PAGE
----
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The Board of Brown County Commissioners met in regular session with the following members present: Chairman Dwight A. Kruse, Keith Olsen, and Richard L. Lehmkuhl.

The Brown County Commission heard plans from the NEK Area Agency on Aging to take over Meals on Wheels from the Hiawatha Community Hospital.

The commissioners heard these discussions on Monday morning as they met in regular session, with Commissioner Richard Lehmkuhl joining via Zoom.

Karen Wilson, director of NEK-AAA, told the commission that they will begin taking over the Meals on Wheels program from the hospital and offer a combination of frozen and hot meals until their new facility is built with a kitchen.

NEK-AAA adopted a Shelf Stable Meal program this summer, thanks to the Older Americans Act grant, which provided $25,000 to serve 8,000 meals throughout the county this summer.

“So we know the need is there,” Wilson said, noting they hope to make the Meals on wheels countywide.

Shelf Stable Meals have been provided for residents age 60 and older and Wilson said those are ongoing.

John Broberg, CEO of Hiawatha Community Hospital, which currently provides the Meals on Wheels program said the collaboration of the new program is a welcome one, as services for the critical care access hospital are stretched thin.

Broberg confirmed that 847 meals were served through the Meals on Wheels program in October.

Wilson said the county currently pays $1.80 a meal and a 50 cents a mile subsidy for delivering of the meals and she said that while food costs have increased since those fees were set several years ago that price will be acceptable for the time being.

In other business:

The commissioners discussed hiring another employee for Services of the Elderly as Director Wanda Davis was present to discuss her pay and time off as she is also covering the Activities Director position at the Horton center. In addition, the commission decided to close the Senior Center until Jan. 4 — at which time the situation would be re-evaluated due to the virus. The Horton facility will be closed until a new employee is hired.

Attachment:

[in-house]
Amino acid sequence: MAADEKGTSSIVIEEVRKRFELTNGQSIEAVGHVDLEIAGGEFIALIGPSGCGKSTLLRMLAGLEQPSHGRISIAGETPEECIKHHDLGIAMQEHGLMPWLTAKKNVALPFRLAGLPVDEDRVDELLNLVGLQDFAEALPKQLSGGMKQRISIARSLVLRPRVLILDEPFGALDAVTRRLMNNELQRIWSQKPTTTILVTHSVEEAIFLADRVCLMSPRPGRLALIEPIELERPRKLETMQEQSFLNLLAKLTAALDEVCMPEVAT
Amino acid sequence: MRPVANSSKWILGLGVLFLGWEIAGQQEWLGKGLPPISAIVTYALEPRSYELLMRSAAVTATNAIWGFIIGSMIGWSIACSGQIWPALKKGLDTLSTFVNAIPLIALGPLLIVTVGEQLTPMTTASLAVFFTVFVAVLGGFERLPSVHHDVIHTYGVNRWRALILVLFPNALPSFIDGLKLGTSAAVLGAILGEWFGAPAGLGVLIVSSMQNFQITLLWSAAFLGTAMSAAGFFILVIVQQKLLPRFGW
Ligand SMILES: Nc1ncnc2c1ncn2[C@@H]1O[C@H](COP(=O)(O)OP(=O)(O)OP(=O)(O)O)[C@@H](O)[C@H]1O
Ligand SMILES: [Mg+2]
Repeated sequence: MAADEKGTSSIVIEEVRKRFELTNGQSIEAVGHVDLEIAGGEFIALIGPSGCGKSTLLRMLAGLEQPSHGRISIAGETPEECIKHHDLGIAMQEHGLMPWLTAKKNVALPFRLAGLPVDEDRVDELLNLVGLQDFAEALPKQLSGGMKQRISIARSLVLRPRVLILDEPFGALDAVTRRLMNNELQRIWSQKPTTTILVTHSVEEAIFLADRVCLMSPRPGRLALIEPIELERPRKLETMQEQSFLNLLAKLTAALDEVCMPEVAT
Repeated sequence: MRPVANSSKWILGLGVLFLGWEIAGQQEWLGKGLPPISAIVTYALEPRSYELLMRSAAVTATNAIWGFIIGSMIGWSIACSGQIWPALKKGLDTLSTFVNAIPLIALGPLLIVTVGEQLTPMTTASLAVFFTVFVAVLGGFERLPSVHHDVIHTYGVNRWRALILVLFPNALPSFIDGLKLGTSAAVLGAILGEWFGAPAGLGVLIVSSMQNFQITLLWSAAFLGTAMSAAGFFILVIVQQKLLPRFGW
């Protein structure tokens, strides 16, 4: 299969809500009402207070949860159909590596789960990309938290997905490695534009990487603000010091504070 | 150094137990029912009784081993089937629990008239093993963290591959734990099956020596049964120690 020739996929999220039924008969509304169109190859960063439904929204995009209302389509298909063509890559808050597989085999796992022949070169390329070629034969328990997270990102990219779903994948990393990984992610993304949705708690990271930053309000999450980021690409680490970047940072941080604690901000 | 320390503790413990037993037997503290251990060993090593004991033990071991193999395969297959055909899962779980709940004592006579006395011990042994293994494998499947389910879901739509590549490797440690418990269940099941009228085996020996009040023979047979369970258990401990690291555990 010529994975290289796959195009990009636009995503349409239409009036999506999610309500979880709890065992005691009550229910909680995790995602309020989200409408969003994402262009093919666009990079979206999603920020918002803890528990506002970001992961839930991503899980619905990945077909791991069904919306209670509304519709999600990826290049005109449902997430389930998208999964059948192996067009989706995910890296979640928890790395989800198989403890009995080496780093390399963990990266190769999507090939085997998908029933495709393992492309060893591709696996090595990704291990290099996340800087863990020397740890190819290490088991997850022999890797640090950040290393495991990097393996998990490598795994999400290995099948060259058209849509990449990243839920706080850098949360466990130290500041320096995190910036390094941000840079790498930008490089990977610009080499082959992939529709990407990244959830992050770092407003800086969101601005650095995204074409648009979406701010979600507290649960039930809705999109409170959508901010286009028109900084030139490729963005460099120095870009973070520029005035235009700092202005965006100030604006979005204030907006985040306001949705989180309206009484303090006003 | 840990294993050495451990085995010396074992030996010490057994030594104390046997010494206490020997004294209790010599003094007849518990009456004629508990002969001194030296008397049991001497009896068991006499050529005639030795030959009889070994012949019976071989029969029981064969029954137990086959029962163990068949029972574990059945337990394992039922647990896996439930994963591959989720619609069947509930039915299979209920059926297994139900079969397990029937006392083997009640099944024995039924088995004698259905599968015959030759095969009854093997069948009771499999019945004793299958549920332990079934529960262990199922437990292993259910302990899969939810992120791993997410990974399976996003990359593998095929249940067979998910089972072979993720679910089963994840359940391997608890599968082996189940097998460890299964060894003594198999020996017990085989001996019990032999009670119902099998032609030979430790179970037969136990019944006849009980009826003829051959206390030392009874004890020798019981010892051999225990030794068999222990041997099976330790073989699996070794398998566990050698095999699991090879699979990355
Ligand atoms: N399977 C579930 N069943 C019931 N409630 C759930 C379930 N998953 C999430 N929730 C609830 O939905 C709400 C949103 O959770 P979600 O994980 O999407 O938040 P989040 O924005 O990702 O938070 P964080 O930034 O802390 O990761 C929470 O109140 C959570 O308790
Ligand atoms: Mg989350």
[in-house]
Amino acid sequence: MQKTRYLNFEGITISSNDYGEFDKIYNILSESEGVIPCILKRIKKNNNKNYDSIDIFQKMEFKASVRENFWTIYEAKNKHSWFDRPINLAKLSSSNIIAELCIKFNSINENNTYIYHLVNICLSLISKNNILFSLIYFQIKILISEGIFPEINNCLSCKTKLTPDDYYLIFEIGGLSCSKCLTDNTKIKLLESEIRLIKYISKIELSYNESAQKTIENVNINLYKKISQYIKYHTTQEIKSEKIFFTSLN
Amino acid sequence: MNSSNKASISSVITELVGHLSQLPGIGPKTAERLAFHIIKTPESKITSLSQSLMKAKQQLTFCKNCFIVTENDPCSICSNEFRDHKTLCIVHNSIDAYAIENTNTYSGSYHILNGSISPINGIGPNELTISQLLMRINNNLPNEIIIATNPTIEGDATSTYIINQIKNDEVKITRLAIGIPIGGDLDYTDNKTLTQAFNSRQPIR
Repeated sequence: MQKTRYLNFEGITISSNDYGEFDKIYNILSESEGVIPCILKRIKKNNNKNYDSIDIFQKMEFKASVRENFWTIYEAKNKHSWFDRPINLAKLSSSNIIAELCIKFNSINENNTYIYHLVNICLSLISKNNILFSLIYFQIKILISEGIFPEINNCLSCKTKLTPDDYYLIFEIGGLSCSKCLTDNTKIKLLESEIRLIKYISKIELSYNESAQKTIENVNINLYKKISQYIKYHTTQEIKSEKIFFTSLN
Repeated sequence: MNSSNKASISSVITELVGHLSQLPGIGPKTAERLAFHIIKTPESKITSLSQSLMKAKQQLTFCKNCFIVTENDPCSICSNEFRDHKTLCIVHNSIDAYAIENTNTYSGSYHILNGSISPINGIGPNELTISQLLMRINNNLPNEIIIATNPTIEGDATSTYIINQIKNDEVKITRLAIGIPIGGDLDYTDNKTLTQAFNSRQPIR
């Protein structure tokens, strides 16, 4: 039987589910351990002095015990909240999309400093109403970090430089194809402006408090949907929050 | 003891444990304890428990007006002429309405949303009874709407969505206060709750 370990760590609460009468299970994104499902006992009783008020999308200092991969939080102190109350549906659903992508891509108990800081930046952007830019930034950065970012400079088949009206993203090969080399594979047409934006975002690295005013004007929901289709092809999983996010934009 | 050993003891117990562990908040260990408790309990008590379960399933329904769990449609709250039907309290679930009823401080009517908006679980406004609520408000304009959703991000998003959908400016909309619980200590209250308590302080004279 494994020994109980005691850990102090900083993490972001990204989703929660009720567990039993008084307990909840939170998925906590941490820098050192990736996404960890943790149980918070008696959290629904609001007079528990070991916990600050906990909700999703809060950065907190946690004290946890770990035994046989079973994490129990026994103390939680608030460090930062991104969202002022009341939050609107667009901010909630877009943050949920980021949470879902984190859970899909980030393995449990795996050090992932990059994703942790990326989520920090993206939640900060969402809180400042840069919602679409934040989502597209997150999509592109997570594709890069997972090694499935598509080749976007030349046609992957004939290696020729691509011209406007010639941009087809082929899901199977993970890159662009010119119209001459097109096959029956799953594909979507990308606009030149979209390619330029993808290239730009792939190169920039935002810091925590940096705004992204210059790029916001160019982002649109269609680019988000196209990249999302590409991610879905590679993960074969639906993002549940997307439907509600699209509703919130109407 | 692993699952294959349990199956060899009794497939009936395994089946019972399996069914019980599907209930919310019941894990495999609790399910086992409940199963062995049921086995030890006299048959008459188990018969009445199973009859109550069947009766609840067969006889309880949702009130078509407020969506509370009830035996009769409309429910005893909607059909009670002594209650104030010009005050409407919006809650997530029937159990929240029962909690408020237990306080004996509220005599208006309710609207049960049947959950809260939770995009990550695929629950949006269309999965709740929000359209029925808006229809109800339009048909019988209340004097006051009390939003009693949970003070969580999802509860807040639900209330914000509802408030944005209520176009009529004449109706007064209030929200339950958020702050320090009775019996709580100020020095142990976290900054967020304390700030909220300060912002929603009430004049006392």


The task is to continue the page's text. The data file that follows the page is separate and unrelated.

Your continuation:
After much discussion, the commission decided to close the Brown County Courthouse and offices starting Nov. 30, due to the increased county COVID-19 cases. Each office will be working remotely and offer services through phone, email and website. See the county website at www.brcoks.org for more information or the story on Page 2 of Friday’s edition.

Don Pounds discussed issues with SPARKS Fund accounting, noting that his office is behind due to guidelines being changed and quarantines in the CPA office handling the accounts. He also told commissioners that some supplies he had in storage had been stolen and he was working with the police on the investigation. Pounds told the commissioners that the Health Department was also in need of additional storage and they should be looking for additional facilities for these needs.

Brown County Appraiser, Steve Markham, discussed the current job openings in his office. Markham stated he is going to put off hiring until the county gets back to normal. He is also going to ask for quotes to outsource valuation statements.

The November 18, 2020, payroll was approved as follows: General $71,616.48; Road & Bridge 13,008.75; Election 2,220.77; Technology 324.63; Appraiser 7,431.77; Noxious Weed 1,025.63; ACC 10,851.85; JJA Core 10,246.59; Reinvestment Grant 3,249.91; Services for Elderly 2,205.00; Solid Waste 6,851.75; Special MVT 8,455.41; Employee Ben FICA 8,352.17; Employee Ben KPERS 10,322.89; State Unemploy/Work Comp -210.06; Insurance -12,000.98. TOTAL $143,952.56.

The commissioners agreed to sign a letter of support for KANZA Mental Health to provide transportation services to clients through the KDOT program.

Brad Rahe and Duke Snider were present to discuss the bids received last week.

The Commission voted to accept the bid from Martin Mechanical for $147,178.

Robin Downard, Brown County Health Officer, discussed the school setting modified quarantine. She asked the commission to review the document.Commissioner Richard Lehmkuhl made a motion to accept the updated contact tracing and exclusion of contacts in a low risk school setting. Dwight Kruse seconded the motion and the vote was 2-1 with Commissioner Olsen voting against the motion.

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